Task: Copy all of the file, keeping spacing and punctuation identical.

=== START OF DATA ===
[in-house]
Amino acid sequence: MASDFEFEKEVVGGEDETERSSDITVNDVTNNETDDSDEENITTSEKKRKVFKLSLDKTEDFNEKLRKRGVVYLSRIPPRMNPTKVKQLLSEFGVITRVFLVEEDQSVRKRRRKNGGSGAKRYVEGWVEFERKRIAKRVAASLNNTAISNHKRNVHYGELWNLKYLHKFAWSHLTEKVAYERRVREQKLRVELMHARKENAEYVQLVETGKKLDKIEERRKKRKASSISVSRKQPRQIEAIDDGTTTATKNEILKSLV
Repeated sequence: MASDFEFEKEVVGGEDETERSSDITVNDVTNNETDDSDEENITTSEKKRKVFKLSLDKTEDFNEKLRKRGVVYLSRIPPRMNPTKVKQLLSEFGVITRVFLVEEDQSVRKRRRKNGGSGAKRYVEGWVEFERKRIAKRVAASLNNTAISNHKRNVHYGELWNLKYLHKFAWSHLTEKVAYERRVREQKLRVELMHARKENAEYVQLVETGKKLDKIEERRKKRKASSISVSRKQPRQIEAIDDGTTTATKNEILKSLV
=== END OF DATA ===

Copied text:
[in-house]
Amino acid sequence: MASDFEFEKEVVGGEDETERSSDITVNDVTNNETDDSDEENITTSEKKRKVFKLSLDKTEDFNEKLRKRGVVYLSRIPPRMNPTKVKQLLSEFGVITRVFLVEEDQSVRKRRRKNGGSGAKRYVEGWVEFERKRIAKRVAASLNNTAISNHKRNVHYGELWNLKYLHKFAWSHLTEKVAYERRVREQKLRVELMHARKENAEYVQLVETGKKLDKIEERRKKRKASSISVSRKQPRQIEAIDDGTTTATKNEILKSLV
Repeated sequence: MASDFEFEKEVVGGEDETERSSDITVNDVTNNETDDSDEENITTSEKKRKVFKLSLDKTEDFNEKLRKRGVVYLSRIPPRMNPTKVKQLLSEFGVITRVFLVEEDQSVRKRRRKNGGSGAKRYVEGWVEFERKRIAKRVAASLNNTAISNHKRNVHYGELWNLKYLHKFAWSHLTEKVAYERRVREQKLRVELMHARKENAEYVQLVETGKKLDKIEERRKKRKASSISVSRKQPRQIEAIDDGTTTATKNEILKSLV